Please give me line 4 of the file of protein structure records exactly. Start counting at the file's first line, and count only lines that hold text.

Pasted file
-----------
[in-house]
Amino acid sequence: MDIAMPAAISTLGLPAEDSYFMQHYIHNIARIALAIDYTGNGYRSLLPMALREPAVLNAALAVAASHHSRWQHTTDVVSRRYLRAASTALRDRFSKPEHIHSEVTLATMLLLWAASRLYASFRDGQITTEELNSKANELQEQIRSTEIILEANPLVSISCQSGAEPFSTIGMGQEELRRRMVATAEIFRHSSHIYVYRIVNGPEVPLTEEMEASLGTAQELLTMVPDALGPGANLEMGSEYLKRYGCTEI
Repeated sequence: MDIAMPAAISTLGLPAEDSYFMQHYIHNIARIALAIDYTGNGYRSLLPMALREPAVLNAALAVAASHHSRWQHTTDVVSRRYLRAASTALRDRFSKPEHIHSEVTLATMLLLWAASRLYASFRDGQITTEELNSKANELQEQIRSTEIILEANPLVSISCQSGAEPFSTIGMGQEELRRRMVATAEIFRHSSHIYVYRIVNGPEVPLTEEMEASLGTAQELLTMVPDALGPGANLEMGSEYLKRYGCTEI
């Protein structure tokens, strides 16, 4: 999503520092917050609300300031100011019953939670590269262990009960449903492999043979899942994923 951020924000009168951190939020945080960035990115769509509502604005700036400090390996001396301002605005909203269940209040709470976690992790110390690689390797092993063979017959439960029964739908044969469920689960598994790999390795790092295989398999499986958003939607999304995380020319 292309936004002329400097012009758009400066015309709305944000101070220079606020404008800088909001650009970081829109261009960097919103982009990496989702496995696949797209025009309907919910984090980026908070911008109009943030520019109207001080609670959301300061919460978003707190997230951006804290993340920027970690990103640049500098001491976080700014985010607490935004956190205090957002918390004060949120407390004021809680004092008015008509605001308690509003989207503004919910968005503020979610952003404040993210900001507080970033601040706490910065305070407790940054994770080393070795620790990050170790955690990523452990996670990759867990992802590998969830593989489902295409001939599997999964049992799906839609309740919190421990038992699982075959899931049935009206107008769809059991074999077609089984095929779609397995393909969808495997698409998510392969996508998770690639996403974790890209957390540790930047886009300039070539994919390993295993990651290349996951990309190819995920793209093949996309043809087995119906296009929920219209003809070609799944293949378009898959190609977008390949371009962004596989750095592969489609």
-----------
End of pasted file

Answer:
């Protein structure tokens, strides 16, 4: 999503520092917050609300300031100011019953939670590269262990009960449903492999043979899942994923 951020924000009168951190939020945080960035990115769509509502604005700036400090390996001396301002605005909203269940209040709470976690992790110390690689390797092993063979017959439960029964739908044969469920689960598994790999390795790092295989398999499986958003939607999304995380020319 292309936004002329400097012009758009400066015309709305944000101070220079606020404008800088909001650009970081829109261009960097919103982009990496989702496995696949797209025009309907919910984090980026908070911008109009943030520019109207001080609670959301300061919460978003707190997230951006804290993340920027970690990103640049500098001491976080700014985010607490935004956190205090957002918390004060949120407390004021809680004092008015008509605001308690509003989207503004919910968005503020979610952003404040993210900001507080970033601040706490910065305070407790940054994770080393070795620790990050170790955690990523452990996670990759867990992802590998969830593989489902295409001939599997999964049992799906839609309740919190421990038992699982075959899931049935009206107008769809059991074999077609089984095929779609397995393909969808495997698409998510392969996508998770690639996403974790890209957390540790930047886009300039070539994919390993295993990651290349996951990309190819995920793209093949996309043809087995119906296009929920219209003809070609799944293949378009898959190609977008390949371009962004596989750095592969489609």